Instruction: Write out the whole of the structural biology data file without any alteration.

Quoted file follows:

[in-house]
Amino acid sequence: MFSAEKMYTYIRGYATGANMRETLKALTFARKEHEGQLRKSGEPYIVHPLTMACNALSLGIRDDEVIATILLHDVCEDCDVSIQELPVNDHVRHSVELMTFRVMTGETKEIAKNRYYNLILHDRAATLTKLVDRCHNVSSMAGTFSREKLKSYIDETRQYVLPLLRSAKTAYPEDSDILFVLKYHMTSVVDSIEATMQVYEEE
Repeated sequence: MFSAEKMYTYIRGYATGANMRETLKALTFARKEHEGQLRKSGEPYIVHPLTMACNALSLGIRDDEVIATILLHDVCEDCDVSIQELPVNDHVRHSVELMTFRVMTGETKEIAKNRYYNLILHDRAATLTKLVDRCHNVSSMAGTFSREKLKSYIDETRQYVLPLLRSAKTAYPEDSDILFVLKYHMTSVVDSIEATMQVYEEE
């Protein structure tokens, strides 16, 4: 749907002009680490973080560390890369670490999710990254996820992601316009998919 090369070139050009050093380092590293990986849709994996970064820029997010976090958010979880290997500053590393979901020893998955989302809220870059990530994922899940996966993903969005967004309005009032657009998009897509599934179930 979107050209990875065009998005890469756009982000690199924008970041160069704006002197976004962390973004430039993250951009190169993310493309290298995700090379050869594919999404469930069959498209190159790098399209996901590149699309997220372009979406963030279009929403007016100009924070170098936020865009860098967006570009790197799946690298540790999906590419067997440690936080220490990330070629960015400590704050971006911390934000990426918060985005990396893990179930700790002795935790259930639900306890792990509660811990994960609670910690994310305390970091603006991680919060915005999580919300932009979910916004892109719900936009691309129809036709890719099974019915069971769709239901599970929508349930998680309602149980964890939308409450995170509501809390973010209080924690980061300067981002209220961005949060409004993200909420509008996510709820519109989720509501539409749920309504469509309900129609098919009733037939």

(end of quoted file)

[in-house]
Amino acid sequence: MFSAEKMYTYIRGYATGANMRETLKALTFARKEHEGQLRKSGEPYIVHPLTMACNALSLGIRDDEVIATILLHDVCEDCDVSIQELPVNDHVRHSVELMTFRVMTGETKEIAKNRYYNLILHDRAATLTKLVDRCHNVSSMAGTFSREKLKSYIDETRQYVLPLLRSAKTAYPEDSDILFVLKYHMTSVVDSIEATMQVYEEE
Repeated sequence: MFSAEKMYTYIRGYATGANMRETLKALTFARKEHEGQLRKSGEPYIVHPLTMACNALSLGIRDDEVIATILLHDVCEDCDVSIQELPVNDHVRHSVELMTFRVMTGETKEIAKNRYYNLILHDRAATLTKLVDRCHNVSSMAGTFSREKLKSYIDETRQYVLPLLRSAKTAYPEDSDILFVLKYHMTSVVDSIEATMQVYEEE
């Protein structure tokens, strides 16, 4: 749907002009680490973080560390890369670490999710990254996820992601316009998919 090369070139050009050093380092590293990986849709994996970064820029997010976090958010979880290997500053590393979901020893998955989302809220870059990530994922899940996966993903969005967004309005009032657009998009897509599934179930 979107050209990875065009998005890469756009982000690199924008970041160069704006002197976004962390973004430039993250951009190169993310493309290298995700090379050869594919999404469930069959498209190159790098399209996901590149699309997220372009979406963030279009929403007016100009924070170098936020865009860098967006570009790197799946690298540790999906590419067997440690936080220490990330070629960015400590704050971006911390934000990426918060985005990396893990179930700790002795935790259930639900306890792990509660811990994960609670910690994310305390970091603006991680919060915005999580919300932009979910916004892109719900936009691309129809036709890719099974019915069971769709239901599970929508349930998680309602149980964890939308409450995170509501809390973010209080924690980061300067981002209220961005949060409004993200909420509008996510709820519109989720509501539409749920309504469509309900129609098919009733037939």